We can now hear former US president John F Kennedy 's final speech he was about to deliver at Dallas on November 22, 1963, thanks to voice synthesis technology. Kennedy couldn't make the speech as he was shot dead on the way to the venue by Lee Harvey Oswald
The 2,590-word speech can be heard in Kennedy's signature Boston accent and modulation now, as sound engineers from the Scottish company CereProc spent two months on the project to recreate it.
The engineers synthesized 116,777 voice samples — each 0.4 seconds long — from 831 of Kennedy's speeches and radio address to assemble the speech with the exact tone and cadence that his diction would have delivered.
The recording was published Friday on The Times' website, as the British newspaper had commissioned the project too in the first place.
The sound units were first split into half units – known as phones – and then analyzed for pitch and energy. They were then tested next to each other to ensure they did not clash, as Times reported.
For example, the W sound in 'weapons' isn't the same as that in 'words'. "There are only 40 to 45 phones in English, so once you've got that set, you can generate any word in the English language," said Chris Pidcock, co-founder at CereProc in Edinburgh.
"The problem is that it would not sound natural because one sound merges into the sound next to it so they're not really independent," he said. "You really need the sounds in the context of every other sound, and that makes the database big."
CereProc' specialization is in text-to-voice technology. Companies use the engineering to bring characters and products to life. Medically, treatments also provide it as a substitute to those losing their voice due to ailments, so they can maintain their own voice.
However, recreating the late president's voice for the "JFK Unsilenced" turned out to be a lot more difficult challenge than expected.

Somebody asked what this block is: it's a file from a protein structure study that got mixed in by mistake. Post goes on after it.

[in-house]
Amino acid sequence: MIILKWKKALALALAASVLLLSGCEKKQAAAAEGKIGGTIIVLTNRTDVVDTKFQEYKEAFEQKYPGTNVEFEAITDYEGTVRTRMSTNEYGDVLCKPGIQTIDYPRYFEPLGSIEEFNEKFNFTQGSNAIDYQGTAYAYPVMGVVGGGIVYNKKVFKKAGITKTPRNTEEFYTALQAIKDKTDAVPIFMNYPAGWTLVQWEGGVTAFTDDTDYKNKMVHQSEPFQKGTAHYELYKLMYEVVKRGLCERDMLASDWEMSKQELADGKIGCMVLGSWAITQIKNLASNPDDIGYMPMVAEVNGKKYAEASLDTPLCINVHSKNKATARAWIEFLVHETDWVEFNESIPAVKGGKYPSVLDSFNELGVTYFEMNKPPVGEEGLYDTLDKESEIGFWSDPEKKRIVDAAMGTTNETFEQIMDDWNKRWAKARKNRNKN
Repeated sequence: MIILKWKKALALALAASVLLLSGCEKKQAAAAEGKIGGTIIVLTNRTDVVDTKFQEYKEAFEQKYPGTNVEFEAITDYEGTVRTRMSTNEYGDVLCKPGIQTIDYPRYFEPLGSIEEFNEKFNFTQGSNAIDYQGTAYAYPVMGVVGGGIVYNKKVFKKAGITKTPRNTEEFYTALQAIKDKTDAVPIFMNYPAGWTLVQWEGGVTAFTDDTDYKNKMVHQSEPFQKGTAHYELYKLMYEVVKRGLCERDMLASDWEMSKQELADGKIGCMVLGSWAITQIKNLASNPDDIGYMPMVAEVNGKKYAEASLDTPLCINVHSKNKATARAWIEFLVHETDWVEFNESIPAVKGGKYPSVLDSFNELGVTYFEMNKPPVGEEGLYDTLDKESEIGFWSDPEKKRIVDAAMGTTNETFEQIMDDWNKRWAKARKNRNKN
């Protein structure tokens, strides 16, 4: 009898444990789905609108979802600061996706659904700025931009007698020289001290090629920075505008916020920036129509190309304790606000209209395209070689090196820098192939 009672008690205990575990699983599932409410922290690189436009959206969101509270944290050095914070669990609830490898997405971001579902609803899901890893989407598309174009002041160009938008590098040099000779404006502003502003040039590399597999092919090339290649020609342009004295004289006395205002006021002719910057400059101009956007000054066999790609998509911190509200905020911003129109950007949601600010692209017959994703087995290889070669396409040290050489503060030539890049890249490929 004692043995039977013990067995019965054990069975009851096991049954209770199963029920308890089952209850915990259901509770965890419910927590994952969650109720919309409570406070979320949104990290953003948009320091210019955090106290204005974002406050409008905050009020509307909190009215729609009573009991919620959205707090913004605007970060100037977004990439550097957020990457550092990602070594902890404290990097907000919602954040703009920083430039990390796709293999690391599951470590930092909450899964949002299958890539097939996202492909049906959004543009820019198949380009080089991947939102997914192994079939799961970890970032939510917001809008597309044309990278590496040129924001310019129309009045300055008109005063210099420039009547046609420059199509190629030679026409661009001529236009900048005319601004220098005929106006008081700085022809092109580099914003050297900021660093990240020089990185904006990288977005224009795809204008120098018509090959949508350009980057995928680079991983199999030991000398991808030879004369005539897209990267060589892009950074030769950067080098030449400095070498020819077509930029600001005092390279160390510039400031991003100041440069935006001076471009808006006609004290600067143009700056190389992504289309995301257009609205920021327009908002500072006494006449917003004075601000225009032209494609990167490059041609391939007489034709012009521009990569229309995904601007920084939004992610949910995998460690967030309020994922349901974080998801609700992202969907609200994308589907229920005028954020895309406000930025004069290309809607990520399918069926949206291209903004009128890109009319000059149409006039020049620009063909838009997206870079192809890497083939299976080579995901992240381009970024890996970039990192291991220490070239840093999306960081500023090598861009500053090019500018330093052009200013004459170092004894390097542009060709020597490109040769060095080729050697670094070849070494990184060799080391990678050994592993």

"Because of the old analogue recording devices used, it appeared as if it was a different person speaking each time. Trying to harmonize the environment and manipulate the audio so that it ran together was quite difficult," Pidcock told The Times.
"One of the things we needed to do is get a very accurate transcription of the audio so that things like 'umms' and 'ehs' could be labeled and we could make sure the phonetic pieces we got were correct," he said. "If you label them incorrectly, you might pick the wrong piece and the whole sentence will sound wrong."
The 21-minute speech, which was scheduled to be delivered at the Dallas Trade Mart, detailed the risks of populism and the importance of freedom.
"Ignorance and misinformation can handicap the progress of a city or a company, but they can, if allowed to prevail in foreign policy, handicap this country's security," the speech says.
"In a world of complex and continuing problems, in a world full of frustrations and irritations, America's leadership must be guided by the lights of learning and reason — or else those who confuse rhetoric with reality and the plausible with the possible will gain the popular ascendancy with their seemingly swift and simple solutions to every world problem."